Thought for the week – 20.1.22

Want to read more?

We value our content and access to our full site is only available with a  subscription. Your subscription entitles you to 7-day-a-week access to our website, plus a full digital copy of that week’s paper to read on your pc/mac or mobile device.  In addition, your subscription includes access to digital archive copies from 2006 onwards.

Just want to read one issue? No problem you can subscribe for just one week (or longer if you wish).

Already a subscriber?

 

Problems logging in and require
technical support? Click here
Subscribe Now

Four Black Lives Matter activists were acquitted of charges of criminal damage by a jury in Bristol Crown Court for toppling a statue of Edward Colston. These young activists had a great deal of backing from the people of Bristol. The jury seemingly defied the advice of the judge and set the four free.

Colston died in 1721. He was an MP and an Atlantic Slave Trader. He was a wealthy benefactor to the city. Some of the establishments named after him have changed their names, as people become sensitive to the past. London, Bristol and Liverpool were at the heart of the slave trade. Let’s not forget that Scotland was involved too. Streets in Glasgow commemorate the link to Jamaica.

At one time in my work for the church I was at Wedderburn House in Musselburgh, which like the adjacent Inveresk Lodge was bought by James Wedderburn with money earned from 27 years in Jamaica as a plantation and slave-owner.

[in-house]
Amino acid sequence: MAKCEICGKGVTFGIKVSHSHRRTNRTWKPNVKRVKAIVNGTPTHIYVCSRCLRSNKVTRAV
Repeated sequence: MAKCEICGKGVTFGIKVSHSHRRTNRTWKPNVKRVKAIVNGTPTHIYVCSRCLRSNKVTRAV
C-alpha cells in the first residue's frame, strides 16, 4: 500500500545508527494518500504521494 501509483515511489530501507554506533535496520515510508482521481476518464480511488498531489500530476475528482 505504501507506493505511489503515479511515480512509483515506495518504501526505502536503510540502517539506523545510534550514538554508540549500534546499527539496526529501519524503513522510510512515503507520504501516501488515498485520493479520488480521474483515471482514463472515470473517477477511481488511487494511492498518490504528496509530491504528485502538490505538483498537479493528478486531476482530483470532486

Court rulings have featured in the progress against oppression. In 1778 the Court of Session in Edinburgh ruled in favour of a slave James Knight who petitioned for his freedom.

The Bible moves towards an enlightened view, allowing for slaves to be released. Job says it would be wrong to despise a slave or servant. Paul the apostle says that in Christ a slave has equal status to a free person.

We can see things in a way that those in the past could not; that should temper our judgement of them. It is good though, that we learn about what happened.

Rev Dr Malcolm Kinnear Church of Scotland  Kinlochleven and Nether Lochaber.